Michelin Experience Drive
“Can worn out tyres still retain their braking performance in wet surfaces?” – This was the question we were looking answers for when we arrived at the WABCO Proving Grounds in Chennai. Michelin India had invited us to try out their newest range of passenger vehicle tyres which they claim to be a better performer than the direct rival even when it is in worn-out condition.
Called the Energy XM2+, which is a successor to the proven XM2 tyre range, claims to have up to 3.3 metres of shorter braking distance in wet road conditions as compared to its rival even at the end of its life. This ‘forever new tyre’ – as Michelin likes to call it – is claimed to have a longer life while promising consistent performance even in worn-out conditions. In the presentation, we saw an impressive claim of 1.25 lakhs kilometres performance life for the XM2+, while the mileage is claimed to be 29 per cent better than the rival.
The new rubber formulation of the XM2+ makes use of full-silica rubber compound with strong link of filler molecular bond which minimises the wear rate. Also, there’s something called Alternate Bridge Technology which ensures lesser shuffling in tread block, resulting in lower wear, reduced rolling resistance and increased fuel efficiency.
So to prove this point, Michelin took two identical units of Maruti Suzuki Swift and shod them with equally worn-out pair of tyres. One Swift was wearing Michelin XM2+ while the other one was running on its direct competitor – the Bridgestone B290. Both tyres were worn out in controlled laboratory conditions until their replacement markers were seen and were set at identical pressure and testing conditions. Then we were allowed to take turns and see the difference in performance between the two when accelerating from standstill to 100kmph, and then braking back to a standstill on a soaking wet asphalt road.
After a thorough briefing by experts from Applus IDIADA India, it was time to get behind the wheel. Almost immediately the Michelin’s superior grip off the line compared to the competitor tyres on the dry asphalt became evident. There was lesser road noise filtering inside and we were accelerating quicker too. Once on the wet zone, the Michelins continued to offer more confidence behind the wheel with their enhanced grip levels. And finally, when it was time to brake from 100kmph, gathering all my guts I smashed the brake pedal to the floor. And following a dramatic nose dip and some mindboggling deceleration, both the cars stopped without much drama. But we felt that the ABS on the car with competitor tyres was working way harder as compared to the one with Michelins. The jitters sent through the brake pedals were far more controlled in the Michelin car compared to the delirious work done by the brakes on the other car. In the end, for the two runs I did on both the vehicles, the one with the XM2+ tyres was able to grind to a halt much earlier on both the occasions. Although there are various factors involved, we were impressed with the consistency of Michelins in stopping better on every single run no matter who was driving.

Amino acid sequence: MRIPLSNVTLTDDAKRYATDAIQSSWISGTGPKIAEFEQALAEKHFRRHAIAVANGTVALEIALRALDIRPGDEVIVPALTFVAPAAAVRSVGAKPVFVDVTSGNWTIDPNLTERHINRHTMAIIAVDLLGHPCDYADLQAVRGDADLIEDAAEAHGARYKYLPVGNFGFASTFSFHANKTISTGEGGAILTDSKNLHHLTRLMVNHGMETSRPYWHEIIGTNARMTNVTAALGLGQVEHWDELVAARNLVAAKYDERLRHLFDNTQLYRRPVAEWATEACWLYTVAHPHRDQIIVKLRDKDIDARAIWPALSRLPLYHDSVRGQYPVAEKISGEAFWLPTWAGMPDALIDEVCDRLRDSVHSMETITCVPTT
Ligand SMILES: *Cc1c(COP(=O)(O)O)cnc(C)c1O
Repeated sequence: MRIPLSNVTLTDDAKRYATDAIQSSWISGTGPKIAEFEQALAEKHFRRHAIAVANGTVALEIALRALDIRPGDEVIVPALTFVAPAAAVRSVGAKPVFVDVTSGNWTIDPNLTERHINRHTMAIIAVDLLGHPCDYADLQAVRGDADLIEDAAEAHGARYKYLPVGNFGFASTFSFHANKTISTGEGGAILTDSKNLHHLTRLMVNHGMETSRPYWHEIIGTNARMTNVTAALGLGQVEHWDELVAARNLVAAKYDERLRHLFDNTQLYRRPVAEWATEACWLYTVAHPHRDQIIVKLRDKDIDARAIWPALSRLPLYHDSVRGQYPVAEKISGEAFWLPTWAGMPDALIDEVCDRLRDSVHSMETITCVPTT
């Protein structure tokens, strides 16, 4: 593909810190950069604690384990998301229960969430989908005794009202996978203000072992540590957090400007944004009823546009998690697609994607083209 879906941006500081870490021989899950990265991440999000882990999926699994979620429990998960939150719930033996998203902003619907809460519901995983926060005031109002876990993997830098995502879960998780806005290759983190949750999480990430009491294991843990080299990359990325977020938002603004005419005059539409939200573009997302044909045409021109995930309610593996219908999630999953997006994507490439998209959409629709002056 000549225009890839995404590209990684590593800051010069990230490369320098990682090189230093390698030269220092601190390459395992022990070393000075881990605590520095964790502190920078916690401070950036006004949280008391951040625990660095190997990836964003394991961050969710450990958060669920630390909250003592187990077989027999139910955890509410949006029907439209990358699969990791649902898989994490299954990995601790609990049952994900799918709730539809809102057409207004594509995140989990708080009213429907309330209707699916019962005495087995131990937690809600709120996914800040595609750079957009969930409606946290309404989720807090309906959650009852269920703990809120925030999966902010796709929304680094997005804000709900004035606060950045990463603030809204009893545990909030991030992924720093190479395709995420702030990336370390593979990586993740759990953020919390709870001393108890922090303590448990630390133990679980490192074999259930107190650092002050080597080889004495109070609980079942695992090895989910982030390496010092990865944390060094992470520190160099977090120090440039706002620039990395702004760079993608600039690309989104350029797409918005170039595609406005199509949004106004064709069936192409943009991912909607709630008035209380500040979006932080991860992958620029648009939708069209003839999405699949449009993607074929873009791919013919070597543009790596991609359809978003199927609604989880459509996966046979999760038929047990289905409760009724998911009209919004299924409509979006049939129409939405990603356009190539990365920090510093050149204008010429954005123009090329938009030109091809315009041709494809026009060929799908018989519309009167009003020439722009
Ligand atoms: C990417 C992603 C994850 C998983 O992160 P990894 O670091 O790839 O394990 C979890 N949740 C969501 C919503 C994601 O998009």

Following that, we also got a chance to do a lap around the WABCO track in another Swift wearing brand new XM2+ tyres. This quick and narrow track had a long straight and a sweeping right-hander along with few slow speed corners. Thanks to the crackerjack grip levels, we could carry an additional speed of 30-40kmph over the recommended speed. The car gripped better and held on to the line remarkably. And through the short slalom course at the end of the run, the tyres proved their mettle again with excellent grip and direction changing capability. We didn’t hear any tyre squealing noise inside the cabin either.
In general, all tyres still have enough performance left in them even when they are nearing their life cycle. Because of common misconceptions and lack of knowledge, car owners tend to replace them wasting this residual tyre life. On a contrary, if car owners could start using the tyre life to their max, it is estimated to save around seven million Euros a year in Europe alone, according to an independent study. This new mass-market tyres from Michelin aims to target this problem.
So if you are looking to replace your tyres, we recommend taking a look at the new XM2+ as well. Price-wise, the XM2+ are launched for a starting price of Rs 4,735. There are currently eight sizes available across two rim sizes – R14 and R15. However, around 30 sizes should be available in 2020 ranging from 12-16 inches diameters suitable for all kinds of passenger vehicles including hatchbacks, sedans, SUVs and MUVs.
Pictures by - Kaustubh Gandhi